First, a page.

Bulletin of the American Physical Society
54th Annual Meeting of the APS Division of Plasma Physics
Volume 57, Number 12
Monday–Friday, October 29–November 2 2012; Providence, Rhode Island
Session TI2: Fundamental Plasma Physics II |
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Chair: Yu Lin, Auburn University Room: Ballroom DE |
Thursday, November 1, 2012 9:30AM - 10:00AM |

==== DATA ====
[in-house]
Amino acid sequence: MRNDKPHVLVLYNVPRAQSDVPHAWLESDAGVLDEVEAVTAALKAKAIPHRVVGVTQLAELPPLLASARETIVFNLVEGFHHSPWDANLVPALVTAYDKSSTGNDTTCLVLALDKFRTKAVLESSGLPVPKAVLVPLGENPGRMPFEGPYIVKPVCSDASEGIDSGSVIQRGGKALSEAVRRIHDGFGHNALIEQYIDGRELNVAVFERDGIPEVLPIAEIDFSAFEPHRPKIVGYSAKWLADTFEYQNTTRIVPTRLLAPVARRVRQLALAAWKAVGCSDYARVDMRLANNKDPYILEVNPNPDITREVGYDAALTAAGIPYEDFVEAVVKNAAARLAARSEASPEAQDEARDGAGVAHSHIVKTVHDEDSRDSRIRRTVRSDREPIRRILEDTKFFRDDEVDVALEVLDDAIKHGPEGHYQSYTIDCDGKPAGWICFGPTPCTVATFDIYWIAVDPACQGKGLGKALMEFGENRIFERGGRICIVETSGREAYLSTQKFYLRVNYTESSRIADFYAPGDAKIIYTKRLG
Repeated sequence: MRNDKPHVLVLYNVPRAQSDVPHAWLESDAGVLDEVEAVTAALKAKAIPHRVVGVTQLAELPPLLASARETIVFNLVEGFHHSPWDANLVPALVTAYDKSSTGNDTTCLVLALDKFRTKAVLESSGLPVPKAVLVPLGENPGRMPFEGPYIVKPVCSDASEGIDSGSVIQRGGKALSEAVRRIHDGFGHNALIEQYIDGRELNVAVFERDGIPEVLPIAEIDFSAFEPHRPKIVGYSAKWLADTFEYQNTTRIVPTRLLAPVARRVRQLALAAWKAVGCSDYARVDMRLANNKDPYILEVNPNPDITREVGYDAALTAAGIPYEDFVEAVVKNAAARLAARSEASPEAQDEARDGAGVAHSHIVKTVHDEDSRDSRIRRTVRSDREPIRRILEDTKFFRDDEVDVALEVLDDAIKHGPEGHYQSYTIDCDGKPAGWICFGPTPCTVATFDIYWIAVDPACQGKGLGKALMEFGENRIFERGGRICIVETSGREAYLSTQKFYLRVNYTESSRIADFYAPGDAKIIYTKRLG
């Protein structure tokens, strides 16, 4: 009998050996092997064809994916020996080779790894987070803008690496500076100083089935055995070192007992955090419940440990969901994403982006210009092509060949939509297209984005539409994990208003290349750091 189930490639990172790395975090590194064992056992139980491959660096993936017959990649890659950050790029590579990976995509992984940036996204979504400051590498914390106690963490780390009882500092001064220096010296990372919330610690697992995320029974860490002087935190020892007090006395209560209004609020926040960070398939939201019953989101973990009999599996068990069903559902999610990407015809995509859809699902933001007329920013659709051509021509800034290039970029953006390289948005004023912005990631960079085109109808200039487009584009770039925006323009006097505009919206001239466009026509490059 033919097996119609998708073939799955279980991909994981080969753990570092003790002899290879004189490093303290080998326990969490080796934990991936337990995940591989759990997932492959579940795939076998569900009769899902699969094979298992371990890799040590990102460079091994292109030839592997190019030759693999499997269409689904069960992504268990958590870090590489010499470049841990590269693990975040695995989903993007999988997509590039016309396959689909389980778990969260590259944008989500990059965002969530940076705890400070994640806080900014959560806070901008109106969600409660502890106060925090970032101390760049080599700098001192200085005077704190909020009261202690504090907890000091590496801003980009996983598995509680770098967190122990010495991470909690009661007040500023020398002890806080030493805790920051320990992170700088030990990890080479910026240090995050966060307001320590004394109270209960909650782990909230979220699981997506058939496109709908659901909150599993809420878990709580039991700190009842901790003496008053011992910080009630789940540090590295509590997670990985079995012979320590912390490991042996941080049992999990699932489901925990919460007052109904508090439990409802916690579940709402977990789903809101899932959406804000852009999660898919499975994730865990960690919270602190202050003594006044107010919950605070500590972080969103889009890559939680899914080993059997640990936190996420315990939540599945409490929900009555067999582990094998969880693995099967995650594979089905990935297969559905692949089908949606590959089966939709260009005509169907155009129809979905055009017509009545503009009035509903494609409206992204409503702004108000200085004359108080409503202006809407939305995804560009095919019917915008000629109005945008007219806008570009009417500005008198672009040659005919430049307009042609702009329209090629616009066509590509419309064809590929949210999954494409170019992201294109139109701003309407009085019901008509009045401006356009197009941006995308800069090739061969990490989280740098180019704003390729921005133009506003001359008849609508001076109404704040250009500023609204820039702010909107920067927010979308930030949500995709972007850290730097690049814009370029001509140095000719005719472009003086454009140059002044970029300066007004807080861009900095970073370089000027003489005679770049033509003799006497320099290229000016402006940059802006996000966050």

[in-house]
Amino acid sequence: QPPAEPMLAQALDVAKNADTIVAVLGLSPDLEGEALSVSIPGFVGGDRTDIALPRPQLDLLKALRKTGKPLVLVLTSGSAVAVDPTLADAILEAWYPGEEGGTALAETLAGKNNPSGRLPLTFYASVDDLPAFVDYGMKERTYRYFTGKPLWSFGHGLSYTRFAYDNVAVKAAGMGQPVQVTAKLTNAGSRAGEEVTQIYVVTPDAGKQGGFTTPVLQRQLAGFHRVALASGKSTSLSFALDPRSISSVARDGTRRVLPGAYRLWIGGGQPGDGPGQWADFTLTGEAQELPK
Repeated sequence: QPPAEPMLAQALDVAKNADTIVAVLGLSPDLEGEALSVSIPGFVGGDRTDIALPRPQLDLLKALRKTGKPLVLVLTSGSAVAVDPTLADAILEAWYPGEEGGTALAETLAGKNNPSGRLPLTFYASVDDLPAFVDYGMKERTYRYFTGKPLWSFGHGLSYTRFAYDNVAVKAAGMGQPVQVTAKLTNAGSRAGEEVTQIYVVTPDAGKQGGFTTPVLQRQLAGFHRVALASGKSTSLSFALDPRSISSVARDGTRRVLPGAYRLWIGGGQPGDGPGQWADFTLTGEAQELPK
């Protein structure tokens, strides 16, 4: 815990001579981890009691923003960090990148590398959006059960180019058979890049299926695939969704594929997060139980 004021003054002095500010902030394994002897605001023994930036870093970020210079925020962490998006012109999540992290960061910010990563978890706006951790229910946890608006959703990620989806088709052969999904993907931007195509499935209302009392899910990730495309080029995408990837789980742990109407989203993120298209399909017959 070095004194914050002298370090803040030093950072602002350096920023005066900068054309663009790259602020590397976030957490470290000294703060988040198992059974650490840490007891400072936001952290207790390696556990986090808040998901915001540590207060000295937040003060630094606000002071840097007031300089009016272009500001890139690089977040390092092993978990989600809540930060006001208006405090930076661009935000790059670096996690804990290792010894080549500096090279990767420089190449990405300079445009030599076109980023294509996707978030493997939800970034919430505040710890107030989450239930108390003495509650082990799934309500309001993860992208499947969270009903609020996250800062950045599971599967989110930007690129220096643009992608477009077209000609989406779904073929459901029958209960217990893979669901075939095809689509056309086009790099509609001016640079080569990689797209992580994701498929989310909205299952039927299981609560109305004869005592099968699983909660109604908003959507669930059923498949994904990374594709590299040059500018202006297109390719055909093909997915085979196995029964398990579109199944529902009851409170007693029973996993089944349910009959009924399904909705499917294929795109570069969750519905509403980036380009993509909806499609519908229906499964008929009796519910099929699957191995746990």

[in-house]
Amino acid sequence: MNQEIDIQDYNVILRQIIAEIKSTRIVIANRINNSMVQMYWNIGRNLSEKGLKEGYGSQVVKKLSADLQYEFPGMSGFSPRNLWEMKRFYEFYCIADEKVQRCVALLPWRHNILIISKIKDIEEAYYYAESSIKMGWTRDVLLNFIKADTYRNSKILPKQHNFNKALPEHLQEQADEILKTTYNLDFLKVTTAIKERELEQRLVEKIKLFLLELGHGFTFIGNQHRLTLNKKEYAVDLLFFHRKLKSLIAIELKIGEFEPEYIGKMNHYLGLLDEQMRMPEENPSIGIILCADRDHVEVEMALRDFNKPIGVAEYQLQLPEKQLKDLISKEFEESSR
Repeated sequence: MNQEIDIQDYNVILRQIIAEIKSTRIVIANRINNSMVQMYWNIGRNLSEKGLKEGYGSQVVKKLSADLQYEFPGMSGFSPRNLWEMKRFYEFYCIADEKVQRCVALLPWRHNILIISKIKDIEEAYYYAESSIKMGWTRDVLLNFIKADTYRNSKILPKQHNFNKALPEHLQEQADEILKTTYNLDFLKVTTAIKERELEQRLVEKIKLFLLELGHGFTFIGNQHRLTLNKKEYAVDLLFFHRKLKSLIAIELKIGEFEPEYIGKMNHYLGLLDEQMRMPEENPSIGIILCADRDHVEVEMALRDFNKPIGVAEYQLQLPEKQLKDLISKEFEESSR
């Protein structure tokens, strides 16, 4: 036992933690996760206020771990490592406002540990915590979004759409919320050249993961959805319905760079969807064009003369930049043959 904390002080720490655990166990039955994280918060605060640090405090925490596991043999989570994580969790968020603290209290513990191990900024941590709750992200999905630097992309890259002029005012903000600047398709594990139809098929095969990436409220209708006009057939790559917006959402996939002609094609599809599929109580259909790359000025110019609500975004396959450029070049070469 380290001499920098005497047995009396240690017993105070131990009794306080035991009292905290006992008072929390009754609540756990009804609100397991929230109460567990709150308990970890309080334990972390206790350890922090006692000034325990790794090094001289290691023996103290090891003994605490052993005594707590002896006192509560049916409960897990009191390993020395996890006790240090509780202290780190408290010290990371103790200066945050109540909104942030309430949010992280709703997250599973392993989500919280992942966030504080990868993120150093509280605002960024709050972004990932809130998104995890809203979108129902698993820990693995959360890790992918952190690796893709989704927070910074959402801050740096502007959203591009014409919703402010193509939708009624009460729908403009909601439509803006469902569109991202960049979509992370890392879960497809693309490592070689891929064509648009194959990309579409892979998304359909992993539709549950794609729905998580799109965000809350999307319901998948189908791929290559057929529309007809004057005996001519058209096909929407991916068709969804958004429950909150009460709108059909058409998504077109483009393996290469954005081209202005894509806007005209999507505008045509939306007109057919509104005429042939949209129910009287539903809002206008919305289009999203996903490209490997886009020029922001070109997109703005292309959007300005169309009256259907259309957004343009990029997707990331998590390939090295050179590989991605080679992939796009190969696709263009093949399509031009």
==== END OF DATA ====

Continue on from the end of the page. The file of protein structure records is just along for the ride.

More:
TI2.00001: Quantum physics of classical waves in plasma Invited Speaker: I.Y. Dodin The Lagrangian approach to plasma wave physics is extended to a universal nonlinear theory which yields generic equations invariant with respect to the wave nature. The traditional understanding of waves as solutions of the Maxwell-Vlasov system is abandoned. Oscillations are rather treated as physical entities, namely, abstract vectors $|\psi\rangle$ in a specific Hilbert space. The invariant product $\langle\psi|\psi\rangle$ is the total action and has the sign of the oscillation energy. The action density is then an operator. Projections of the corresponding operator equation generate assorted wave kinetic equations; the nonlinear Wigner-Moyal equation is just one example and, in fact, may be more delicate than commonly assumed. The linear adiabatic limit of this classical theory leads to quantum mechanics in its general form. The action conservation theorem, together with its avatars such as Manley-Rowe relations, then becomes manifest and in partial equilibrium can modify statistical properties of plasma fluctuations. In the quasi-monochromatic limit geometrical optics (GO) is recovered and can as well be understood as a particular field theory in its own right. For linear waves, the energy-momentum equations, in \textit{both} canonical and (often) kinetic form, then follow automatically, even without a reference to electromagnetism. Yet for waves in plasma the general GO Lagrangian is also derived explicitly, in terms of single-particle oscillation-center Hamiltonians. Applications to various plasma waves are then discussed with an emphasis on the advantages of an abstract theory. Specifically covered are nonlinear dispersion, dynamics, and stability of BGK modes, and also other wave transformations in laboratory and cosmological plasmas. [Preview Abstract] |